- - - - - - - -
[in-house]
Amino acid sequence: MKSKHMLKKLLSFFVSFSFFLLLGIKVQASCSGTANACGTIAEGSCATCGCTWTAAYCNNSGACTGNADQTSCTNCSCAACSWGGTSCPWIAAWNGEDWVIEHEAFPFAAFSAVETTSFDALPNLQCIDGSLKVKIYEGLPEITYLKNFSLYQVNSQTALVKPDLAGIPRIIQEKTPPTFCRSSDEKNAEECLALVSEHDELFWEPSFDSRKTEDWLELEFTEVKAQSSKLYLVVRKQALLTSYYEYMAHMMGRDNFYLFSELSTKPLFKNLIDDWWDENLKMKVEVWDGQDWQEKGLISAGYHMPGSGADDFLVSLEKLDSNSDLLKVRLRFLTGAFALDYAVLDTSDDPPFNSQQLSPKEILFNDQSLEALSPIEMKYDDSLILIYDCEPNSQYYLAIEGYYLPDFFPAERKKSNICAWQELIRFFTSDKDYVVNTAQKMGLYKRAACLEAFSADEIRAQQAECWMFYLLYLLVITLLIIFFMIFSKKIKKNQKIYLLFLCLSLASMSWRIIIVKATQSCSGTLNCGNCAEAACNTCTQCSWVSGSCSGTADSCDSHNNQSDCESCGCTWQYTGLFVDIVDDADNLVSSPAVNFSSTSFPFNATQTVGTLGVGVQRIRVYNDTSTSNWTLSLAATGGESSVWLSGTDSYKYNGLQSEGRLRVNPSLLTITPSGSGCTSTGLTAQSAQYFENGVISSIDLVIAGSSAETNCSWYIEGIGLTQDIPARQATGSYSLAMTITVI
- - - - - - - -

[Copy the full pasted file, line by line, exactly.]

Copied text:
[in-house]
Amino acid sequence: MKSKHMLKKLLSFFVSFSFFLLLGIKVQASCSGTANACGTIAEGSCATCGCTWTAAYCNNSGACTGNADQTSCTNCSCAACSWGGTSCPWIAAWNGEDWVIEHEAFPFAAFSAVETTSFDALPNLQCIDGSLKVKIYEGLPEITYLKNFSLYQVNSQTALVKPDLAGIPRIIQEKTPPTFCRSSDEKNAEECLALVSEHDELFWEPSFDSRKTEDWLELEFTEVKAQSSKLYLVVRKQALLTSYYEYMAHMMGRDNFYLFSELSTKPLFKNLIDDWWDENLKMKVEVWDGQDWQEKGLISAGYHMPGSGADDFLVSLEKLDSNSDLLKVRLRFLTGAFALDYAVLDTSDDPPFNSQQLSPKEILFNDQSLEALSPIEMKYDDSLILIYDCEPNSQYYLAIEGYYLPDFFPAERKKSNICAWQELIRFFTSDKDYVVNTAQKMGLYKRAACLEAFSADEIRAQQAECWMFYLLYLLVITLLIIFFMIFSKKIKKNQKIYLLFLCLSLASMSWRIIIVKATQSCSGTLNCGNCAEAACNTCTQCSWVSGSCSGTADSCDSHNNQSDCESCGCTWQYTGLFVDIVDDADNLVSSPAVNFSSTSFPFNATQTVGTLGVGVQRIRVYNDTSTSNWTLSLAATGGESSVWLSGTDSYKYNGLQSEGRLRVNPSLLTITPSGSGCTSTGLTAQSAQYFENGVISSIDLVIAGSSAETNCSWYIEGIGLTQDIPARQATGSYSLAMTITVI